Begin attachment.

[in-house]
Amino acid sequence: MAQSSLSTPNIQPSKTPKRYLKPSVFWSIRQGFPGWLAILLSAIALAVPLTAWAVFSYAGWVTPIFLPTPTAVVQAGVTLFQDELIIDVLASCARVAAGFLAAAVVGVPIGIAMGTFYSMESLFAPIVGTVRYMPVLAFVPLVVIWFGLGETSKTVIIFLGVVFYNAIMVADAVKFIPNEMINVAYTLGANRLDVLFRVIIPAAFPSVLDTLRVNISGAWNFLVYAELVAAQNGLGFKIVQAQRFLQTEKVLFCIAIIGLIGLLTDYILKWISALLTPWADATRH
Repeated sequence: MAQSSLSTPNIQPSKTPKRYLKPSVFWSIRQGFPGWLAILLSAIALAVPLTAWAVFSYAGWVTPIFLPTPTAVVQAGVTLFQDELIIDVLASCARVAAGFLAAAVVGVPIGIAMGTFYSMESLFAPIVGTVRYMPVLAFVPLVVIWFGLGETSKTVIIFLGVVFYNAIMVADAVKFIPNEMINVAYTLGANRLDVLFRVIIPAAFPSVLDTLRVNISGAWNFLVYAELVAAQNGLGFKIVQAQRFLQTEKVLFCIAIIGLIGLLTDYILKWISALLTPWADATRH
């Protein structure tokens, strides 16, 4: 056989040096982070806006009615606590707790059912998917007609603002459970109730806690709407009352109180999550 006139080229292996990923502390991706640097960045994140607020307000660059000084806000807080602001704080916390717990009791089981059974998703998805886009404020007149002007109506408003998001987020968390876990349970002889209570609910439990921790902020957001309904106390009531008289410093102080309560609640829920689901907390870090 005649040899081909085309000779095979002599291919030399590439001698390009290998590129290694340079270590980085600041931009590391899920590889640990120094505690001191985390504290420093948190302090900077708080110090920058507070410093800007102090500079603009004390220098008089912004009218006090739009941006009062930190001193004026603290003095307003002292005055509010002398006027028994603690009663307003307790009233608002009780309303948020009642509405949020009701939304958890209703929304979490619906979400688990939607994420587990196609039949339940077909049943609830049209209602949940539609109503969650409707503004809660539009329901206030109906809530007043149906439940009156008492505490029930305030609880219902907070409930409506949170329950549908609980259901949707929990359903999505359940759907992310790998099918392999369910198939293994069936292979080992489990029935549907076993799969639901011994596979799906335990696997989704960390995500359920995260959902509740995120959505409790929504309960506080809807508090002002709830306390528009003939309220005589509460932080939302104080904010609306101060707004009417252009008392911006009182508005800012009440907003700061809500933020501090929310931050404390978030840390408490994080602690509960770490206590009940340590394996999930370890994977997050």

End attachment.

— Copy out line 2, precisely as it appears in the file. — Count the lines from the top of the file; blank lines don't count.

Amino acid sequence: MAQSSLSTPNIQPSKTPKRYLKPSVFWSIRQGFPGWLAILLSAIALAVPLTAWAVFSYAGWVTPIFLPTPTAVVQAGVTLFQDELIIDVLASCARVAAGFLAAAVVGVPIGIAMGTFYSMESLFAPIVGTVRYMPVLAFVPLVVIWFGLGETSKTVIIFLGVVFYNAIMVADAVKFIPNEMINVAYTLGANRLDVLFRVIIPAAFPSVLDTLRVNISGAWNFLVYAELVAAQNGLGFKIVQAQRFLQTEKVLFCIAIIGLIGLLTDYILKWISALLTPWADATRH